Bring Home a New Skill
How I spent my summer vacation: For a growing number of people, the answer involves an experience of learning by doing. "Learning vacations" can be engaging, fulfilling and fun, a chance to get inspired and be creative. Minnesota offers several opportunities to visit scenic destinations, participate in a small group learning experience, and bring home a special kind of souvenir.
One avid fan is Karen Ellingson of St. Paul, who has taken several classes in the past few years at North House Folk School, including basketry, birch bark weaving, bread baking and sewing your own anorak. Each time, she has come home with a completed project. "That's the fun of it," she explained. She strongly recommends the experience to others. "I have a good time," she said. "It's a really good break."
North House Folk School
A cluster of five colorful buildings along the scenic Lake Superior harbor of Grand Marais make up the campus of the North House Folk School. Founded in 1997, this nonprofit endeavor, based on traditional community folk schools common in Scandinavian countries, teaches northern crafts and ecology. Its ambitious, eclectic program includes almost 150 courses offered this spring and summer, with more during the fall and winter. Most courses are one to four days, generally over a weekend, and range in cost from $100-$400 plus materials, although the boat building courses are more expensive.
The school draws about 1,400 students a year, with most coming from outside of the area. One of the major draws is the lake itself. "The true inspiration is where we're located," says Scott Pollock, of North House. The scenic village of Grand Marais and Lake Superior itself make a retreat-like setting for North House.
But the learning experience itself draws those who enjoy making things by hand and jump at the chance to hone their skills or try something new. The course program offers an incredible array of workshops focusing on crafts of traditional northern cultures, from Inuit to Scandinavian. There are workshops in basketry, birding, canoe building, fly casting, furniture building, jewelry, knitting and other fiber arts, photography, sailing, woodcarving and much more. They range from stuffing your own sausage to building an Inuit kayak.
"We re-engage people in creating their own food, clothing and transportation," explains Scott. The key is the instructors, many from the region and others from as far away as Alaska and Sweden, and their personal interaction with the students. The teachers "court them into a successful learning journey," says Scott. "It's total magic."
Many participants come back to try other crafts after their initial experience at North House.
North House hosts two summer festivals in Grand Marais: the Boreal Birding and Northern Landscape Festival and the Wood Boat Show and Summer Solstice Festival. Both include a variety of presentations as well as hands-on courses. North House also offers daily (depending on the weather) two-hour sailing trips aboard a 50-foot schooner. (Call for reservations.)
North House participants stay at the town's campground, motels or B&Bs, or at area resorts, and enjoy the many cafes and art galleries in Grand Marais.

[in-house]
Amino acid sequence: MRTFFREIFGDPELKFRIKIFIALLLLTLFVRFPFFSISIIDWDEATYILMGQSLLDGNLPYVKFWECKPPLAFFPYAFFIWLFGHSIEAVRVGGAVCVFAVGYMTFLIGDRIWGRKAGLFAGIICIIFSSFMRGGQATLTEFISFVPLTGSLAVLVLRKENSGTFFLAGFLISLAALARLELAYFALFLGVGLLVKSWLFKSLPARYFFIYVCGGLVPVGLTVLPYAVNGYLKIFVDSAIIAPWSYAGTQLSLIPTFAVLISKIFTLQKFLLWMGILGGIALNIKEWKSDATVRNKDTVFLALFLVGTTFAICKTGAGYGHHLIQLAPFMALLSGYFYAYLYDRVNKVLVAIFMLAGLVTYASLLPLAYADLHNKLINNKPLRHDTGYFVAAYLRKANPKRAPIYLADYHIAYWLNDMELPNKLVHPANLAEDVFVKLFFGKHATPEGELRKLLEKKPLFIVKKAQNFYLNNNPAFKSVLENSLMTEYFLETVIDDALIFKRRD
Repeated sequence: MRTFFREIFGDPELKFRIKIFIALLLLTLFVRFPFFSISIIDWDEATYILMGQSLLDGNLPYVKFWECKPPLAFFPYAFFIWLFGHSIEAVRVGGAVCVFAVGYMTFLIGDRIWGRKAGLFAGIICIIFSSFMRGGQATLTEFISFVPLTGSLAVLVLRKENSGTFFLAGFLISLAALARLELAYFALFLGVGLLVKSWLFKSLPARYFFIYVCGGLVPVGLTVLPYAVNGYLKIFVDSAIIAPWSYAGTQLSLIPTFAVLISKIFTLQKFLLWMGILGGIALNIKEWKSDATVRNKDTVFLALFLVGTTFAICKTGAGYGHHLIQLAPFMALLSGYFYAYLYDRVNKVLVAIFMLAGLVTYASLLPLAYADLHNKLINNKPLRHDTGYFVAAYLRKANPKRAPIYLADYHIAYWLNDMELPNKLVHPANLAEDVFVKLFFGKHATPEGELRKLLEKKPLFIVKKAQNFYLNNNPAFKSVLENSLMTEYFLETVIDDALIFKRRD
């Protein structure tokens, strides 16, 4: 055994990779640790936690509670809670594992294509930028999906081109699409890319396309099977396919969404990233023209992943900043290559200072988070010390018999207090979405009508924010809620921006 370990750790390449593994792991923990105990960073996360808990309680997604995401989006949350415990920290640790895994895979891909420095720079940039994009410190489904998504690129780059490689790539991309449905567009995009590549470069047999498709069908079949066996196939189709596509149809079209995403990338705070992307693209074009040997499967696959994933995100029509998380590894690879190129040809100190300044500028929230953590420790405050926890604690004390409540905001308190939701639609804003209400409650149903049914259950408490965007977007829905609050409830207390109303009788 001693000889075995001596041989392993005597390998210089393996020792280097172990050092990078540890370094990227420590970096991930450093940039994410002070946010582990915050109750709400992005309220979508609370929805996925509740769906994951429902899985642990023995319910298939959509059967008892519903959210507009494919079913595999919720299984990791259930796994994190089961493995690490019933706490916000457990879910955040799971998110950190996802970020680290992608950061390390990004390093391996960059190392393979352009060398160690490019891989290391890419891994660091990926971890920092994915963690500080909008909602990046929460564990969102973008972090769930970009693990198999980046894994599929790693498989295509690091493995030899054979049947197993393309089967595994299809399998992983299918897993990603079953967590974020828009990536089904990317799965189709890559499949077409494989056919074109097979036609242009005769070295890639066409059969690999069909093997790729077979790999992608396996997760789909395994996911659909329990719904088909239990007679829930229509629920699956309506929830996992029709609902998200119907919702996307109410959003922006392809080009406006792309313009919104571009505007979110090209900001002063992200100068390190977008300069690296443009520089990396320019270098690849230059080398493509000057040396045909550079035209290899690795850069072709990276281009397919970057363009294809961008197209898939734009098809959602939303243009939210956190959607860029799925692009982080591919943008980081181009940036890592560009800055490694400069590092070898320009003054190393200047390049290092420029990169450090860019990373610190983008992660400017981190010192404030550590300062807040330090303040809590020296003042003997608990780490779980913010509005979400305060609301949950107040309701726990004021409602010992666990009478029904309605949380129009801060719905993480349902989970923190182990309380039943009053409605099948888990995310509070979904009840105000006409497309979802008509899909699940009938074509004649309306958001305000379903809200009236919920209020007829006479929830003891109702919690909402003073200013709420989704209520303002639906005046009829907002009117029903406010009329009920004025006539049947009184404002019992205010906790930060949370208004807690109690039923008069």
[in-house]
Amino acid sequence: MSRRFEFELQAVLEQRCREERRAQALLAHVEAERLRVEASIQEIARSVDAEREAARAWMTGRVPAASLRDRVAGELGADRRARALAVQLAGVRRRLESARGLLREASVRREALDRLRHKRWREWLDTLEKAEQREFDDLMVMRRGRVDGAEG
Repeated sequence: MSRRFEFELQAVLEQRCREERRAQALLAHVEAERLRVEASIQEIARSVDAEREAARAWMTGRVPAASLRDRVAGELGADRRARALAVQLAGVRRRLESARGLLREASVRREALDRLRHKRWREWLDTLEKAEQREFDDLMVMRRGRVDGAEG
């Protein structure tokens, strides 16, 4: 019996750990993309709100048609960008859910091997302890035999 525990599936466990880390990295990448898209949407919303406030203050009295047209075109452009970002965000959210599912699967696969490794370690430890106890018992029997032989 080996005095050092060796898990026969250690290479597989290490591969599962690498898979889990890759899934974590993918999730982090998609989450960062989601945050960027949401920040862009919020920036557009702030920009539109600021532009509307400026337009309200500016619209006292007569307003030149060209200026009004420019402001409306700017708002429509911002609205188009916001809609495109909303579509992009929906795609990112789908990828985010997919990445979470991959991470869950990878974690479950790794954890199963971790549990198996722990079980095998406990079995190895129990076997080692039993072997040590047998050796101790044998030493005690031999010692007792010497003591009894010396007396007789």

A small hamlet with Norwegian roots in the countryside near the Minnesota River is home to the Milan Village Arts School. Like North House, it is modeled on traditional Scandinavian folk schools. "It started with traditional Scandinavian arts," explained Ron Porep, the school's coordinator, "and expanded from there to contemporary arts."
Although the tiny town has a population of about 300, the area is home to many artists. A group of dedicated residents created the arts school more than 20 years ago. Classes are held in a renovated country schoolhouse; instructors come from throughout Minnesota.
Artists teach classes in traditional Scandinavian folk arts, including rosemaling, as well as a variety of workshops in woodcarving, painting, photography, calligraphy, silversmithing and more. Classes are typically one to three days, mostly on weekends, and costs range from $95 to $255. Some are introductory classes aimed at beginners, and others are for those with some expertise in a particular art. In May, Milan celebrates the traditional Norwegian fest Syttende Mai, and various artists will be demonstrating their work at the Village Arts School.
International Wolf Center
Ely is a north woods town at the edge of a wilderness of lakes and woods, native habitat for grey wolves. These animals are the focus of the International Wolf Center in Ely. The center has fascinating exhibits on wolf behavior, communication and mythology, as well as a resident pack of wolves that can be observed through a large window. It also offers a wide variety of education programs, including learning vacations.
Twelve learning vacation packages, including lodging, are offered this spring and summer, with several different focuses, including wolf behavior, wolf research, family trips, and a Minnesota Master Naturalist course. They include field trips to howl at wild wolves in the area, in hopes of eliciting a response, and to a bear sanctuary to observe wild bears, in addition to learning about wolves and observing the pack at the Wolf Center. One is a canoeing and camping trip into the Boundary Waters.
Trips designed for families include games and crafts to engage kids. Others are designed for grandparents and their grandchildren, offered through Exploritas (formerly known as Elderhostel).
The programs range from three days to a week. Program fees start at about $350, more for longer trips, and includes meals and lodging.
Visit these websites for course schedules and details.